Making Your Own Ethernet Patch Cable
This month we're going to show you how to make your own ethernet patch
The two main choices you will encounter when choosing an ethernet cable is whether you would like to use Cat5E or Cat6. The chief difference is going to be the bandwidth of each cable. Cat6 cables have the ability to transfer a larger amount of data than Cat5E cables. This doesn't necessarily mean it always makes sense to choose Cat6. In fact for home networks it may make more sense to choose Cat5E cables. Also you probably won't need the extra bandwidth Cat6 provides at home. Cat6 is fantastic for commercial settings, larger networks, and for high-end multimedia set-ups.
Another important note is that while making your own patch cable is a rewarding experience for general home or office use it may make more sense to purchase pre-terminated patch cables. Please view this article for information and learning purposes and not as the best way to obtain a patch cable.
While we understand at first glance this may seem like a daunting task it's actually quite straight-forward. All it takes is the right tools, patience, and the willingness to learn. So let's get started!
Tools and Parts you Will Need:
- Cat5E or Cat6 Cable: Bulk Cable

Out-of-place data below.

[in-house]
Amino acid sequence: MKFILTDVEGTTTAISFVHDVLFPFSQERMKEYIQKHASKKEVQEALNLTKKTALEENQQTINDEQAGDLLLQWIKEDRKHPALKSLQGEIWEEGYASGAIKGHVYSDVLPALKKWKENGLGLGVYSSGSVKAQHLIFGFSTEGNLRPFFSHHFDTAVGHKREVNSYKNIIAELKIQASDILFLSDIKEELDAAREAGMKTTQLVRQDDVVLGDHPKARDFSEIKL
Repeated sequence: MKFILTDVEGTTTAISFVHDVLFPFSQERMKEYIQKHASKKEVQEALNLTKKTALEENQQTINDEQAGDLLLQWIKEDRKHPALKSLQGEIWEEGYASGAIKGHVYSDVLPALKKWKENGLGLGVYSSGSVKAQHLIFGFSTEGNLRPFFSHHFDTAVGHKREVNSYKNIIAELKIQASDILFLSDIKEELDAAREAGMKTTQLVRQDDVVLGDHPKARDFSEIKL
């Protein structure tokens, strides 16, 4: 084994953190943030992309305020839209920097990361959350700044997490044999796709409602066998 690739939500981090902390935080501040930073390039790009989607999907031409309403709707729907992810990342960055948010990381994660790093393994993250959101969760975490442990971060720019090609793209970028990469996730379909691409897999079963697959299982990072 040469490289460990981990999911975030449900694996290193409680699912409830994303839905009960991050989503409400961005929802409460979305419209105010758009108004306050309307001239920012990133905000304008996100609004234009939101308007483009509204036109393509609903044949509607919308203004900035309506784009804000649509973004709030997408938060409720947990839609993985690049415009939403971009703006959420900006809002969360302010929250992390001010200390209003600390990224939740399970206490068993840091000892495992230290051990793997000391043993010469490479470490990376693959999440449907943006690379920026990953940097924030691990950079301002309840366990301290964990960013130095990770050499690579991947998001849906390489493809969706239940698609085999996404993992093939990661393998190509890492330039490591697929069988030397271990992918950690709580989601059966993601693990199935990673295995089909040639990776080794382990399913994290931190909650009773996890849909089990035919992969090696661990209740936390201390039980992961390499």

- Cat5E or Cat6 Crimp Connectors with or without Insert: Crimp Connectors
- Crimp Tool: Part: 91D5-56800
- Strain-Relief Boot: Strain-Relief Boots
Step 1: Slide on the Strain-Relief Boot
Step 2: Stripping the Outer Jacket
Step 3: Organizing and Lining Up the Wires
We're going to use the T568B standard. This standard uses the color order:
It's a good idea to untwist the wires as little as possible; just enough that the wires can be sorted out. You will have to straighten out each cable so that it lines up neatly next to each other. The goal is to have the 8 cables lined up next to each other and also straight enough to be easy to manage.
Step 4a: Cutting the Wires and Applying the Holder (With Insert)
Step 4b: Cutting the Wires (Without Insert)
Step 5: Trimming the Cable and Slipping the Connector on the Cable
Step 6: Crimping the Connector
The pressure you apply on the crimper will be applied to the pins as there are 8 tiny metal prongs in the crimper that apply pressure to each of the 8 conductors on your cable. The pins in the connector are then pressed down into contact with the 8 copper wires of the cable creating a connection.
Make sure you squeeze the crimper all the way down to ensure a connection.
The Finished Cable
And there you have it, a completed patch cable!
As an option there are cable testers available such as our NetTestE tool, which can help test the cable after it's made.